Two recent op-eds published in The Hill argue that broad patent legislation—misleadingly labeled “reform”—is needed because the U.S. patent system is fundamentally broken. In the first, Timothy Lee contends that opponents “cannot with a straight face” argue that we don’t need wide-sweeping changes to our patent system. In the second, Michele Boldrin and David K. Levine maintain that there is “consensus among academic researchers” that the system is “failing.”

Both op-eds suggest that there are no principled reasons, whether legal or economic, to object to the overhaul of the patent system included in the Innovation Act. Both op-eds are wrong.

To read the rest of this op-ed, please visit The Hill.

It’s Time to Say “No” to Junk Science in the Patent Policy Debates

Last March, forty economists and law professors submitted a letter to Congress expressing “deep concerns with the many flawed, unreliable, or incomplete studies about the American patent system that have been provided to members of Congress.”  These concerns were confirmed again last week when Unified Patents released a report on patent litigation with the same kind of “highly exaggerated claims regarding patent trolls” that the professors were concerned about.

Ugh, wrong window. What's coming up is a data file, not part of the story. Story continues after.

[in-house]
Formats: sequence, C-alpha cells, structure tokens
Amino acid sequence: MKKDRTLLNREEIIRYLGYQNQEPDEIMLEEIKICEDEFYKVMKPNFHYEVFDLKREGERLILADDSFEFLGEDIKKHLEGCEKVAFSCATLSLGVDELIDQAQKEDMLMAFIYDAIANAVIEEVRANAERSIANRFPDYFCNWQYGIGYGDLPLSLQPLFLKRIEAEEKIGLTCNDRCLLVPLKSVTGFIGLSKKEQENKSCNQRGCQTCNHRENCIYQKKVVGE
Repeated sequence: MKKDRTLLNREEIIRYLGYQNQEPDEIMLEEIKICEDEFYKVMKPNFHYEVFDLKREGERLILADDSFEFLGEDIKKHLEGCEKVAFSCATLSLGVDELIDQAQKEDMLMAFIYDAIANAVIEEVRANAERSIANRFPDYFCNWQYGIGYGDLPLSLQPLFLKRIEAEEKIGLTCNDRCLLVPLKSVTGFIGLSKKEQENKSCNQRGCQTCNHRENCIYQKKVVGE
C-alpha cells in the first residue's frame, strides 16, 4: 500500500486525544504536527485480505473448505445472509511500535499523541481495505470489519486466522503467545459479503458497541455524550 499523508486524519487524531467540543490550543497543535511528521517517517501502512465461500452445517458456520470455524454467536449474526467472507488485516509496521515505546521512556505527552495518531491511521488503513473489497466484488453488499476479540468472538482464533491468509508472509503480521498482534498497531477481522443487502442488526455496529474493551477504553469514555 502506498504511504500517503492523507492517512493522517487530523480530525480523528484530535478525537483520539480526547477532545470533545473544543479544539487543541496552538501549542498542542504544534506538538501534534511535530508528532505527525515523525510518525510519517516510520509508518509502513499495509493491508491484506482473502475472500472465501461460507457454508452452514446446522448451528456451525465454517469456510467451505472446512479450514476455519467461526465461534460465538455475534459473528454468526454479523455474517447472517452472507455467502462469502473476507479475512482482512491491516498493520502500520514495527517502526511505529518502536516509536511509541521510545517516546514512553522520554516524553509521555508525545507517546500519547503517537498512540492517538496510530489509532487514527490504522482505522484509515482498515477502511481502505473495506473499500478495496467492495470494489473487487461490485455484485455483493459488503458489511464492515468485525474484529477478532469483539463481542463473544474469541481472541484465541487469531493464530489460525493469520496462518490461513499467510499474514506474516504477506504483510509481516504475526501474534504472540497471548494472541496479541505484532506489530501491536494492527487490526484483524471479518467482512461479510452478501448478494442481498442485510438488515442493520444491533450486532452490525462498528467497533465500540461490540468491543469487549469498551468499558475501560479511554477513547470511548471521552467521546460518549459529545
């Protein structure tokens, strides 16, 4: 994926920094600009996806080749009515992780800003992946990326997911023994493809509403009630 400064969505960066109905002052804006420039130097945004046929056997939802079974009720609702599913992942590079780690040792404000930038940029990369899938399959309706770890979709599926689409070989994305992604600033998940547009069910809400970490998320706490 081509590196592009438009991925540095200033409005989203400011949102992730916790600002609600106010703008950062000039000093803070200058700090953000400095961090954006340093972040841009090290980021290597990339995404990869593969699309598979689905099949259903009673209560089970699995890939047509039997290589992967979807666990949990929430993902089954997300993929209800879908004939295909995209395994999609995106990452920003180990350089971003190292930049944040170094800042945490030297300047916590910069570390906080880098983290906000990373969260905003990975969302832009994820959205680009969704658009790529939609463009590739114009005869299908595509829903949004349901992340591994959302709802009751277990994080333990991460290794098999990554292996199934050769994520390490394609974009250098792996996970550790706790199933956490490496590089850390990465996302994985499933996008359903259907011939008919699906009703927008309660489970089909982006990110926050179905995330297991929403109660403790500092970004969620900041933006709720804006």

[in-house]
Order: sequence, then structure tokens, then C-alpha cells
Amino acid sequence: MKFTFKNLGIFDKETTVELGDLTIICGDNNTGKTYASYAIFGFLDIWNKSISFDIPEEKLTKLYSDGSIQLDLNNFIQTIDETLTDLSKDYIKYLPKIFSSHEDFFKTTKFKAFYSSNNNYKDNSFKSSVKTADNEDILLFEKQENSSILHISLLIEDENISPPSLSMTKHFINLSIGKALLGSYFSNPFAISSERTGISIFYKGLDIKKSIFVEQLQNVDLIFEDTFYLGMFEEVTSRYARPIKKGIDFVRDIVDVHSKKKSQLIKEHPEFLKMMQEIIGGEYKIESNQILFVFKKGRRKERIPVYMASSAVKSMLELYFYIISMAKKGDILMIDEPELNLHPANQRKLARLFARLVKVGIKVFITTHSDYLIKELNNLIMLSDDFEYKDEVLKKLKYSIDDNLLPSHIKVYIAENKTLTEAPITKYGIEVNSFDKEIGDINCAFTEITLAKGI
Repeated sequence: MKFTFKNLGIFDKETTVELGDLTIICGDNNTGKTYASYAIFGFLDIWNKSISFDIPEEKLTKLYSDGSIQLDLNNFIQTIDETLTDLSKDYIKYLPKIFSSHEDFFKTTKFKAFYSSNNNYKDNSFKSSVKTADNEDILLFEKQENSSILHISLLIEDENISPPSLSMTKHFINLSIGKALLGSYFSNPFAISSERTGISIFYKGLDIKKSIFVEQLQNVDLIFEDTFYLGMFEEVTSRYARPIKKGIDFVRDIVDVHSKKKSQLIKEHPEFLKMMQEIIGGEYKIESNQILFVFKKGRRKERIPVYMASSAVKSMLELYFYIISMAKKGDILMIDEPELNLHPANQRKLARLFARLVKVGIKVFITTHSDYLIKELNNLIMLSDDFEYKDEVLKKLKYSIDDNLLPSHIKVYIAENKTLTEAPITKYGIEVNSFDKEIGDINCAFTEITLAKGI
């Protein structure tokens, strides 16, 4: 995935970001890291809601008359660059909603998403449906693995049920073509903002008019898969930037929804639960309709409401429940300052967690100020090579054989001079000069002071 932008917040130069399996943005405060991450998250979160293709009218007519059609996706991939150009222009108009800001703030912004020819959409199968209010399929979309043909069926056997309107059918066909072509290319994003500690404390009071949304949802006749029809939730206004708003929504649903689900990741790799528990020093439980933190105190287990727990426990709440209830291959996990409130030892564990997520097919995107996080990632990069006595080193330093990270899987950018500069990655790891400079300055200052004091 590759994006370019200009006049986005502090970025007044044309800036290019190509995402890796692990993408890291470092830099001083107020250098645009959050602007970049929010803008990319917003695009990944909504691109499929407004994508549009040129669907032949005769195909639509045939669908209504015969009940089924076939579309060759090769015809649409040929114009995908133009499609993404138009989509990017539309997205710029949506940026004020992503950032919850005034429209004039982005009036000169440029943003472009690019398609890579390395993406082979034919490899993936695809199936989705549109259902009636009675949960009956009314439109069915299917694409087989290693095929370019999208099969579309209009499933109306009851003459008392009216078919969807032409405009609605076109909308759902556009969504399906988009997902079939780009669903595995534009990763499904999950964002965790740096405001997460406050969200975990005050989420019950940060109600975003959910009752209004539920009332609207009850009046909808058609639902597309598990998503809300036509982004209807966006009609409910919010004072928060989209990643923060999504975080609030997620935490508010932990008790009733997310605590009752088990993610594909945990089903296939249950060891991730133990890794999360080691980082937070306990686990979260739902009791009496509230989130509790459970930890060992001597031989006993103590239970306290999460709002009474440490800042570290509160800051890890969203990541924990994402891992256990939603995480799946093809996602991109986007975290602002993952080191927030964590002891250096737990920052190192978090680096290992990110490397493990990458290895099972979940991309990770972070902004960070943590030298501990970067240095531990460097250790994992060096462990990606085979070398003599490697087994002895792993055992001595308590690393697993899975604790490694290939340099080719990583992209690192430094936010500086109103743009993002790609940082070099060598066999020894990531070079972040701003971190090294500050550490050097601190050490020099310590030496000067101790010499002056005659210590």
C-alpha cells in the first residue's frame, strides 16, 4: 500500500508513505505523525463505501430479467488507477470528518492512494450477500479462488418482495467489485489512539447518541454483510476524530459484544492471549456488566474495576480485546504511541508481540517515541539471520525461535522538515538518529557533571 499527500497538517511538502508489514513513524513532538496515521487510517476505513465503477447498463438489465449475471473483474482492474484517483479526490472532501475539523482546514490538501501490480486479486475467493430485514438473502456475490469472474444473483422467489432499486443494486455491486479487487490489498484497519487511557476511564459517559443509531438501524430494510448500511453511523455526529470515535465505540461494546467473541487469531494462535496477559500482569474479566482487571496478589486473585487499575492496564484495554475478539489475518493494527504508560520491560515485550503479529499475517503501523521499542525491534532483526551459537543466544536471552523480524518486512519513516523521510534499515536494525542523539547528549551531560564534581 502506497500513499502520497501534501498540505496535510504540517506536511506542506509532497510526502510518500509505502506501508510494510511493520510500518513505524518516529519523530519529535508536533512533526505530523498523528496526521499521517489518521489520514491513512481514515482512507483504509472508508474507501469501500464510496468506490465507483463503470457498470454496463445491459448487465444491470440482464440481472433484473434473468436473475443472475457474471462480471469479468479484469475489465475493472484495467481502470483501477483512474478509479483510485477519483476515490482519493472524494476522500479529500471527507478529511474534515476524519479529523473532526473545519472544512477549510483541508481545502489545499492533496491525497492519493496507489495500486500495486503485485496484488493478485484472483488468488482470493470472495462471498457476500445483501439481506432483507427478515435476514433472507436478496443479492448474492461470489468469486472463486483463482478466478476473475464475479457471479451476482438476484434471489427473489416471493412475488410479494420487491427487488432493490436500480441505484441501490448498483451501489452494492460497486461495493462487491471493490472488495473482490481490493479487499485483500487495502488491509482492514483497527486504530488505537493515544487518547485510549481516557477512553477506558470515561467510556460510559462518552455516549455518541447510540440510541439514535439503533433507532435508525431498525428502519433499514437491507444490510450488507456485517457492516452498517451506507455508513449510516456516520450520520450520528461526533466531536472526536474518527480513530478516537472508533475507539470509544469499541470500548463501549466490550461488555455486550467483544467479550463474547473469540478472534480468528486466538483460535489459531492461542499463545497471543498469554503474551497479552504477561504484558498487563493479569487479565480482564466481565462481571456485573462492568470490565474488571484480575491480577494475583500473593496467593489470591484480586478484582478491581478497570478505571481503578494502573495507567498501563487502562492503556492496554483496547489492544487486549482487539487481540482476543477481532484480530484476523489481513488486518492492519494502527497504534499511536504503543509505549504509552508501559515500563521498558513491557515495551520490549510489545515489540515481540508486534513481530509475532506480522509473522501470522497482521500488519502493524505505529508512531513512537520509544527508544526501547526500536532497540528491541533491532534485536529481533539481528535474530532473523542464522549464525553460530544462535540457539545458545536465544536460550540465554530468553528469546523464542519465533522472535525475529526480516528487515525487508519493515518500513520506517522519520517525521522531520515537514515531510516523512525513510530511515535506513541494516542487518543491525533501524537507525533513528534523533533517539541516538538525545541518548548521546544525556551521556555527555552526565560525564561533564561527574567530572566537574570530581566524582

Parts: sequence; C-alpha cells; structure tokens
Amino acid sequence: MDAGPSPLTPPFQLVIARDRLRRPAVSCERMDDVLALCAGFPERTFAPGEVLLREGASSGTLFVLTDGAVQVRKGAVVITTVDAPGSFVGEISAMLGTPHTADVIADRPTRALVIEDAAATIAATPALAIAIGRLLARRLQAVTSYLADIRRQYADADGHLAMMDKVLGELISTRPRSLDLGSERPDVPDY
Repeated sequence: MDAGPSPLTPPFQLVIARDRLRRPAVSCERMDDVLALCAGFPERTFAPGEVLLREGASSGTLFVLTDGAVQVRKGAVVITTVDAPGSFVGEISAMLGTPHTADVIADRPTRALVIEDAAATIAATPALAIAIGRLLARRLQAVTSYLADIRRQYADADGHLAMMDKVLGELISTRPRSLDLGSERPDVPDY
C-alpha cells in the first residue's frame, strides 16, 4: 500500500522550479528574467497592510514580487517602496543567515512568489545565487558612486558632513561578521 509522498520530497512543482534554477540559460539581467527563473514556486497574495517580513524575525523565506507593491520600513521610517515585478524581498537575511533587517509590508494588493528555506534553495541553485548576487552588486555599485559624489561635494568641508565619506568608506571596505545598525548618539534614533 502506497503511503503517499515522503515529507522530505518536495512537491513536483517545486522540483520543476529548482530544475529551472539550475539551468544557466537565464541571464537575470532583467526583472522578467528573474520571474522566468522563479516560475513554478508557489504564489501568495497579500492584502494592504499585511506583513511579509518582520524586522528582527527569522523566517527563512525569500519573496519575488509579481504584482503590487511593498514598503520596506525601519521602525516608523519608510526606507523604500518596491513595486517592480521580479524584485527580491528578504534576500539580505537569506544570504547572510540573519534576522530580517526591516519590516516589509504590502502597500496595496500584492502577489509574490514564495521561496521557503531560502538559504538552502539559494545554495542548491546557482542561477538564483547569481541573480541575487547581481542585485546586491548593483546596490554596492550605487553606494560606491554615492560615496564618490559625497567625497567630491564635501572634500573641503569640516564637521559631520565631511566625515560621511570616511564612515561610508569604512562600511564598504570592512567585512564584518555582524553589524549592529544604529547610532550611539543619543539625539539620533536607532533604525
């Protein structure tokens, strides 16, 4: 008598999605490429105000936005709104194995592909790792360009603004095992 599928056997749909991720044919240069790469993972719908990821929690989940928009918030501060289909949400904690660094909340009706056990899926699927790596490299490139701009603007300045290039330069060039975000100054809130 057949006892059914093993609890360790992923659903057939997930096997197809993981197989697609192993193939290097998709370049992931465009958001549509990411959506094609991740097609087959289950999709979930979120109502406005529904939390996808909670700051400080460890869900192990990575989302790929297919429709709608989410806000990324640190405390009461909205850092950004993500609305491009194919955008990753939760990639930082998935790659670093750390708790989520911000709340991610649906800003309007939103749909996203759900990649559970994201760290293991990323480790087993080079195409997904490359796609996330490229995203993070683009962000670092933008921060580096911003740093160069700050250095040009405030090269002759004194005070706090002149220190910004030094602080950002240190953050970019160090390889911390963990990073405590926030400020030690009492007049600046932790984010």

The Unified Patents report is another publication in a long line of “studies” that use absurdly expansive definitions of non-practicing entities (NPEs) or “patent trolls” to produce dramatic-sounding, inflated results. In this case, Unified Patents defines an NPE as a “Company which derives the majority of its total revenue from Patent Licensing activities.” Similar to past reports that have been repeatedly and consistently critiqued for being deeply flawed in both substance and methodology, this definition includes many individual inventors, universities, startups, small businesses, biotech companies, and countless other laudable innovators who are key drivers of the innovation economy in the U.S. It even includes venerable American inventors like Thomas Edison, Nikola Tesla, and Charles Goodyear, among many others. These are the people and companies Unified Patents is condemning as “patent trolls” and whom it is lobbying Congress to punish with patent legislation that would weaken their ability to obtain and to protect their innovation.

In sum, the core definition in Unified Patent’s report is so broad that it renders the results of its study completely uninteresting, unremarkable, and predictable – it’s like saying that 90% of people who sue over an auto accident own cars. Unfortunately, this report is not being touted so innocuously in D.C. at a moment when Congress is finally waking up to the realization that proposed bills like H.R. 9 (the so-called “Innovation Act”) will do more harm to the innovation economy than good.